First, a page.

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United States v. Carrasco-Tercero

United States Court of Appeals, Fifth Circuit

March 13, 2014

UNITED STATES OF AMERICA, Plaintiff-Appellee,
v.
VALENTIN CARRASCO-TERCERO, also known as Gerardo Santacruz, Defendant-Appellant

Page 193

Appeal from the United States District Court for the Western District of Texas.

For United States of America, Plaintiff - Appellee: Joseph H. Gay Jr., Mara Asya Blatt, U.S. Attorney's Office, San Antonio, TX.

For Valentin Carrasco-Tercero, also known as: Gerardo Santacruz, Defendant - Appellant: M. Carolyn Fuentes, Federal Public Defender's Office, San Antonio, TX; Donna F. Coltharp, Federal Public Defender's Office, Del Rio, TX.

Before JONES, SMITH, and OWEN, Circuit Judges.

OPINION

Page 194

PRISCILLA R. OWEN, Circuit Judge:

Valentin Carrasco-Tercero appeals the sentence imposed by the district court for unlawfully reentering the United States, in violation of 8 U.S.C. § 1326(a) and (b)(1), contending that his prior New Mexico conviction for aggravated assault with a deadly weapon was not a crime of violence within the meaning of § 2L1.2 of the federal Sentencing Guidelines. We affirm.

I

Carrasco-Tercero pled guilty to the crime of illegally reentering the United States following deportation in violation of 8 U.S.C. § 1326(a) and (b)(1). The Probation Office prepared a presentence report (PSR) that recommended a total offense level of 17 and a criminal history category of II. This offense level included the application of a 12-level enhancement pursuant to United States Sentencing Guidelines Manual (U.S.S.G.) § 2L1.2(b)(1)(A)(ii), which applies to a defendant who was previously deported or unlawfully remained in the United States after a " conviction for a felony that is... a crime of violence." [1] The PSR applied this enhancement based upon Carrasco-Tercero's 1985 New Mexico conviction for aggravated assault.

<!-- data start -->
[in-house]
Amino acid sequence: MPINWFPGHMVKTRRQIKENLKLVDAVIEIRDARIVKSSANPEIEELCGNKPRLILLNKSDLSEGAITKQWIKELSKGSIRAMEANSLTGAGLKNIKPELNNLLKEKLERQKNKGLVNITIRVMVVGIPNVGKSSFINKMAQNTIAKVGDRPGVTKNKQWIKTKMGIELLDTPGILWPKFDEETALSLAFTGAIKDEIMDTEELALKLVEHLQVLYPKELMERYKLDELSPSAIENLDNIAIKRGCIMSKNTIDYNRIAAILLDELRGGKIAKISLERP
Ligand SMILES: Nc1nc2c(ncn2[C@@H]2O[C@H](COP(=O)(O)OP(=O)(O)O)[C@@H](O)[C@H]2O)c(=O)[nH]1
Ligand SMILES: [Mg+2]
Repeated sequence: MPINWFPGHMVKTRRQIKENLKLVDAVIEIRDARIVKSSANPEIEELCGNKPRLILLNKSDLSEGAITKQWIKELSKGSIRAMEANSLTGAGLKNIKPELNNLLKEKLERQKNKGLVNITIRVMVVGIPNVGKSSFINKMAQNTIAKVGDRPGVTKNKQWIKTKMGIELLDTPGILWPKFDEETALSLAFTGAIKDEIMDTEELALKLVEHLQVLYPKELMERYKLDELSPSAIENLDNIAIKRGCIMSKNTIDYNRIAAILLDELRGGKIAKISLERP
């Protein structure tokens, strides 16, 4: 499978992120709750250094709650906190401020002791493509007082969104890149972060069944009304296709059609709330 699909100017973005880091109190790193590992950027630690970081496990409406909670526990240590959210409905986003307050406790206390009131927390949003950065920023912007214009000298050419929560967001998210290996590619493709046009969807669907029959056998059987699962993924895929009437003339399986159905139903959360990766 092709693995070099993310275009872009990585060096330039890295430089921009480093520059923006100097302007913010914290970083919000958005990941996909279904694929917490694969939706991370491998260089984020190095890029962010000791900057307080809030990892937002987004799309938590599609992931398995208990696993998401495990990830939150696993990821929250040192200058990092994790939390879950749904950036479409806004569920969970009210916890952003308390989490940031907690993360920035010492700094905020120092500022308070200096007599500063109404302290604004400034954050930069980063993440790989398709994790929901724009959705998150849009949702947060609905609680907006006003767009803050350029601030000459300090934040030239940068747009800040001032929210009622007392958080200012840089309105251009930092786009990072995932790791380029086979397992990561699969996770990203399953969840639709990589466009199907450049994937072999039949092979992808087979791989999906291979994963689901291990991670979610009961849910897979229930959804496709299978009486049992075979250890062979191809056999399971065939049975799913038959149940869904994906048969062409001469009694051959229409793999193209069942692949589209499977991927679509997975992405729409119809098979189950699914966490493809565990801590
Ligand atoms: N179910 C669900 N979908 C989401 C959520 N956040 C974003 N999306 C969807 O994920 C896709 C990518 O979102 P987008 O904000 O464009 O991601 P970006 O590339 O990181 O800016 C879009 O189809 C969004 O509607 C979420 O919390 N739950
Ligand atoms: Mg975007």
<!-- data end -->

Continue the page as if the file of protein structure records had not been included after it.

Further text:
Carrasco-Tercero filed a written objection to the application of the crime of violence enhancement and reiterated his objection at sentencing. He contended that the New Mexico statute defining aggravated assault criminalized conduct that was outside of the scope of the generic crime of aggravated assault and did not contain as an element the use, attempted use, or threatened use of physical force. The district court overruled his objection and adopted the findings and recommendations of the PSR. The recommended Sentencing Guidelines range was 27 to 33 months of imprisonment, and the district court sentenced Carrasco-Tercero to serve 27 months. The district court did not impose a term of supervised release. Carrasco-Tercero contends on appeal that the district court miscalculated the applicable Guidelines range by applying the § 2L1.2(b)(1)(A)(ii) crime of violence enhancement.

Page 195

II

" We review de novo whether a prior conviction constitutes a crime of violence within the meaning of the Guidelines." [2] The Guidelines define a crime of violence as (1) any offense in a list of enumerated offenses which includes " aggravated assault," or (2) " any other offense... that has as an element the use, attempted use, or threatened use of physical force against the person of another." [3] Carrasco-Tercero's conviction qualifies as a crime of violence if it meets either of these definitions.[4] Because we conclude that Carrasco-Tercero's conviction qualifies as a crime of violence under the " has as ...


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